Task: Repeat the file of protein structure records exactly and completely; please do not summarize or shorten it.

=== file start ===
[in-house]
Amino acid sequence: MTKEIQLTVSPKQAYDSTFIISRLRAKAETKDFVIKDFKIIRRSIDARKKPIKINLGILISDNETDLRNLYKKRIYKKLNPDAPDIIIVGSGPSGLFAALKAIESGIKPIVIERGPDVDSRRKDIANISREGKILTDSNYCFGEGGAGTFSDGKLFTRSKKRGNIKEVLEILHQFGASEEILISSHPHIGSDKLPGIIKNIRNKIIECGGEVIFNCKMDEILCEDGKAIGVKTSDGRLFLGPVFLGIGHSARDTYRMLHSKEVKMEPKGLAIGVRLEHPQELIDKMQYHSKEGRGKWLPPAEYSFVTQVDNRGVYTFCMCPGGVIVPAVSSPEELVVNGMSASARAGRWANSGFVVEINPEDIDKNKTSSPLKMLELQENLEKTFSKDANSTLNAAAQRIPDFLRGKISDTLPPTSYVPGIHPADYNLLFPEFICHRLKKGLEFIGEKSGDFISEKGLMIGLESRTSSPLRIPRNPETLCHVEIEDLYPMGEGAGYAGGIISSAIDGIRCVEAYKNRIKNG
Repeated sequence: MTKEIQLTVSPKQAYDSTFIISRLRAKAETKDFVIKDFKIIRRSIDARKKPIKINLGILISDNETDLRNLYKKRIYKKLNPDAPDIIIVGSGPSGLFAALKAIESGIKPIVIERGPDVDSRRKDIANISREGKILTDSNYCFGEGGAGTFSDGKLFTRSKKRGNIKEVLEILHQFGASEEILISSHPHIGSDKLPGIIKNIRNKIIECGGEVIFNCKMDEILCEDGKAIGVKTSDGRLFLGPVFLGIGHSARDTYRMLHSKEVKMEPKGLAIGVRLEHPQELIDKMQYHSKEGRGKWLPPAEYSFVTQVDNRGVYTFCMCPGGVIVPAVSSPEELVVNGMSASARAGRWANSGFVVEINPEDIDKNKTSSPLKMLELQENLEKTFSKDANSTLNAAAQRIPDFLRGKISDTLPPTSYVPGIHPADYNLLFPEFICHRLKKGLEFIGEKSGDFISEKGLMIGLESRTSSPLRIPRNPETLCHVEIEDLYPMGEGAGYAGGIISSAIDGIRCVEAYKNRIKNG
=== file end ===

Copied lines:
[in-house]
Amino acid sequence: MTKEIQLTVSPKQAYDSTFIISRLRAKAETKDFVIKDFKIIRRSIDARKKPIKINLGILISDNETDLRNLYKKRIYKKLNPDAPDIIIVGSGPSGLFAALKAIESGIKPIVIERGPDVDSRRKDIANISREGKILTDSNYCFGEGGAGTFSDGKLFTRSKKRGNIKEVLEILHQFGASEEILISSHPHIGSDKLPGIIKNIRNKIIECGGEVIFNCKMDEILCEDGKAIGVKTSDGRLFLGPVFLGIGHSARDTYRMLHSKEVKMEPKGLAIGVRLEHPQELIDKMQYHSKEGRGKWLPPAEYSFVTQVDNRGVYTFCMCPGGVIVPAVSSPEELVVNGMSASARAGRWANSGFVVEINPEDIDKNKTSSPLKMLELQENLEKTFSKDANSTLNAAAQRIPDFLRGKISDTLPPTSYVPGIHPADYNLLFPEFICHRLKKGLEFIGEKSGDFISEKGLMIGLESRTSSPLRIPRNPETLCHVEIEDLYPMGEGAGYAGGIISSAIDGIRCVEAYKNRIKNG
Repeated sequence: MTKEIQLTVSPKQAYDSTFIISRLRAKAETKDFVIKDFKIIRRSIDARKKPIKINLGILISDNETDLRNLYKKRIYKKLNPDAPDIIIVGSGPSGLFAALKAIESGIKPIVIERGPDVDSRRKDIANISREGKILTDSNYCFGEGGAGTFSDGKLFTRSKKRGNIKEVLEILHQFGASEEILISSHPHIGSDKLPGIIKNIRNKIIECGGEVIFNCKMDEILCEDGKAIGVKTSDGRLFLGPVFLGIGHSARDTYRMLHSKEVKMEPKGLAIGVRLEHPQELIDKMQYHSKEGRGKWLPPAEYSFVTQVDNRGVYTFCMCPGGVIVPAVSSPEELVVNGMSASARAGRWANSGFVVEINPEDIDKNKTSSPLKMLELQENLEKTFSKDANSTLNAAAQRIPDFLRGKISDTLPPTSYVPGIHPADYNLLFPEFICHRLKKGLEFIGEKSGDFISEKGLMIGLESRTSSPLRIPRNPETLCHVEIEDLYPMGEGAGYAGGIISSAIDGIRCVEAYKNRIKNG